2)      In paragraph 1 of Section 1, the last sentence, “[H.266] is reported to provide significant coding efficiency gains over H.265 and earlier video codec formats.” should be replaced with “VVC is reported to provide significant coding efficiency gains over HEVC [HEVC], a.k.a. H.265, and earlier video codecs.”

3)      In paragraph 2 of Section 1, “This memo specifices …” should be “This memo specifies …”.

4)      In Section 1.1 and its subsections, all instances of “[VVC]” and “[HEVC]” should be replaced with “VVC” and “HEVC”, respectively.

5)      In Section 1.1, paragraph 1, replace “ITU- T” with “ITU-T” (remove the unnecessary space after ‘-’).

6)      In Section 1.1.1, paragraph 1 in the subsection of “Motion prediction and coding”, replace “Sub- block” with “Sub-block” (remove the unnecessary space after ‘-’).

7)      In Section 1.1.1, paragraph 1 in the section of “Intra prediction and intra-coding”, in “a 6-most -probable-mode scheme”, remove the unnecessary space after “most.

8)      In Section 1.1.2, add “(informative)” at the end of the section title.

9)      In Section 1.1.2, change the subsection title “Decoding Capability Information” to “Decoding capability information” for consistency.

10)   In Section 1.1.2, the subsection of “Video parameter set”, replace “TThe ideo parameter set (VPS)” with “The video parameter set (VPS)”.

11)   In Section 1.1.2, change the subsection title “Picture Header” to “Picture header” for consistency.

12)   In Section 1.1.2, the subsection of “Picture Header”, first sentence, change “A Picture Header” to “A picture header” for consistency.

13)   In Section 1.1.2, change the subsection title “Sub-Profiles” to “Sub-profiles” for consistency.

14)   In Section 1.1.2, change the subsection title “Constraint Fields” to “General constraint fields”.

15)   In Section 1.1.2, the subsection of “General constraint fields”, change “(more of which are flags)” to “(most of which are flags)”.

16)   In Section 1.1.2, the subsection of “Temporal scalability support”, remove the editor’s note, as the text description is good enough.

17)   In Section 1.1.2, change the subsection title “Picture reference resampling (RPR)” to “Reference picture resampling (RPR)”.

18)   In Section 1.1.2, the subsection of “Reference picture resampling (RPR)”, replace the editor’s note with the following description text for RPR:



In AVC and HEVC, the spatial resolution of pictures cannot change unless a new sequence using a new SPS starts, with an IRAP picture. VVC enables picture resolution change within a sequence at a position without encoding an IRAP picture, which is always intra-coded. This feature is sometimes referred to as reference picture resampling (RPR), as the feature needs resampling of a reference picture used for inter prediction when that reference picture has a different resolution than the current picture being decoded. RPR allows resolution change without the need of coding an IRAP picture, which causes a momentary bit rate spike in streaming or video conferencing scenarios, e.g., to cope with network condition changes.  RPR can also be used in application scenarios wherein zooming of the entire video region or some region of interest is needed.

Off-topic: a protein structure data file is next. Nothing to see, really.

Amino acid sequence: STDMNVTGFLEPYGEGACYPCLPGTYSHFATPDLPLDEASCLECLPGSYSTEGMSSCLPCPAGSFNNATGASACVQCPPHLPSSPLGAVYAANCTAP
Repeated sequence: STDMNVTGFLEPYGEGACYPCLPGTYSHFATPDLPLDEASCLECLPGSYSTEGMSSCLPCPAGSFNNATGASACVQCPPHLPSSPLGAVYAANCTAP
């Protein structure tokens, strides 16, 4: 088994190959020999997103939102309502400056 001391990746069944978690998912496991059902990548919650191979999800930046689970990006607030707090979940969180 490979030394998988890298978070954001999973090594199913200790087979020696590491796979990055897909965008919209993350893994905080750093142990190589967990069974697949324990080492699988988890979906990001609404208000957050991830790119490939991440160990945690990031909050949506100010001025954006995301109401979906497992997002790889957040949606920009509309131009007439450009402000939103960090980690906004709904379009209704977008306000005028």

19)   In Section 1.1.2, the subsection of “Spatial, SNR, and multiview scalability”, replace “all those forms of scalability are supported natively …” with “all those forms of scalability are supported in the first version of VVC, natively …”.

20)   In Section 1.1.2, the subsection of “Spatial, SNR, and multiview scalability”, remove the last sentence that says “Scalability support can be implemented in a single decoding "loop" and is widely considered a comparatively lightweight operation.” Most readers would understand this as the same single-loop decoding concept as in H.264/SVC, which is then incorrect. I think the key point intended to be said is the same as what is said in the subsequent description of spatial scalability (i.e., the support in VVC does not need a resampling filtering module as in the scalable extensions of AVC and HEVC, but only needs some high-level syntax changes).

21)   In Section 1.1.2, change the subsection title of “Spatial Scalability” to “Spatial scalability” for consistency.

22)   In Section 1.1.2, the subsection of “Spatial scalability”, 1st sentence, remove “in the "main" profile of VVC,” as the spatial scalability support is in a separate profile, although also in VVC version 1.

23)   In Section 1.1.2, after the subsection of “SNR scalability”, add a subsection of “Multiview scalability”, with the following description text: The first version of VVC also supports multiview scalability, wherein a multi-layer bitstream carries layers representing multiple views, and one or more of the represented views can be output at the same time.